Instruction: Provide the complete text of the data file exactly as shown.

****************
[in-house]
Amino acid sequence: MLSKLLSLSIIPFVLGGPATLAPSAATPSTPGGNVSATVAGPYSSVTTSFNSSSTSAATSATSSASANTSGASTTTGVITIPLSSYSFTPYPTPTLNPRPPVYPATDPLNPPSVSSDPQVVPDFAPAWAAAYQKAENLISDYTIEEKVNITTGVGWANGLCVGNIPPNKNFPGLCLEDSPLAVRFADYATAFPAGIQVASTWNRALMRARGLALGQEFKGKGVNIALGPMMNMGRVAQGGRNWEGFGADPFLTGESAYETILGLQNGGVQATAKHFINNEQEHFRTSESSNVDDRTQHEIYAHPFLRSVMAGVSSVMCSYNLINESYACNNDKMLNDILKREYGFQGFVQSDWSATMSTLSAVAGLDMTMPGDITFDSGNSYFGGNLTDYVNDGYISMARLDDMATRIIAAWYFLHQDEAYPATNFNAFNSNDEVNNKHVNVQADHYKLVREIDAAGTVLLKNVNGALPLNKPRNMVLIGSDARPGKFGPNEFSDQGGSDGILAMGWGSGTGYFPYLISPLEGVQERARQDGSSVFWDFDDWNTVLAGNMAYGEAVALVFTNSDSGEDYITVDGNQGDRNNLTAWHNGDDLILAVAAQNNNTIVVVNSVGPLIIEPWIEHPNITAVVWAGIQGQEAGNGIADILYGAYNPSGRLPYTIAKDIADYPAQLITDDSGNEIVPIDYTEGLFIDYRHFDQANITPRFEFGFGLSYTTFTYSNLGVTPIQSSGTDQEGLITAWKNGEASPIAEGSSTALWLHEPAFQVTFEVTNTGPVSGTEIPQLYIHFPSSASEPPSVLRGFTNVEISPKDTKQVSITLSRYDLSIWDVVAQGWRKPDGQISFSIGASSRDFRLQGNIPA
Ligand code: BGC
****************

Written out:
[in-house]
Amino acid sequence: MLSKLLSLSIIPFVLGGPATLAPSAATPSTPGGNVSATVAGPYSSVTTSFNSSSTSAATSATSSASANTSGASTTTGVITIPLSSYSFTPYPTPTLNPRPPVYPATDPLNPPSVSSDPQVVPDFAPAWAAAYQKAENLISDYTIEEKVNITTGVGWANGLCVGNIPPNKNFPGLCLEDSPLAVRFADYATAFPAGIQVASTWNRALMRARGLALGQEFKGKGVNIALGPMMNMGRVAQGGRNWEGFGADPFLTGESAYETILGLQNGGVQATAKHFINNEQEHFRTSESSNVDDRTQHEIYAHPFLRSVMAGVSSVMCSYNLINESYACNNDKMLNDILKREYGFQGFVQSDWSATMSTLSAVAGLDMTMPGDITFDSGNSYFGGNLTDYVNDGYISMARLDDMATRIIAAWYFLHQDEAYPATNFNAFNSNDEVNNKHVNVQADHYKLVREIDAAGTVLLKNVNGALPLNKPRNMVLIGSDARPGKFGPNEFSDQGGSDGILAMGWGSGTGYFPYLISPLEGVQERARQDGSSVFWDFDDWNTVLAGNMAYGEAVALVFTNSDSGEDYITVDGNQGDRNNLTAWHNGDDLILAVAAQNNNTIVVVNSVGPLIIEPWIEHPNITAVVWAGIQGQEAGNGIADILYGAYNPSGRLPYTIAKDIADYPAQLITDDSGNEIVPIDYTEGLFIDYRHFDQANITPRFEFGFGLSYTTFTYSNLGVTPIQSSGTDQEGLITAWKNGEASPIAEGSSTALWLHEPAFQVTFEVTNTGPVSGTEIPQLYIHFPSSASEPPSVLRGFTNVEISPKDTKQVSITLSRYDLSIWDVVAQGWRKPDGQISFSIGASSRDFRLQGNIPA
Ligand code: BGC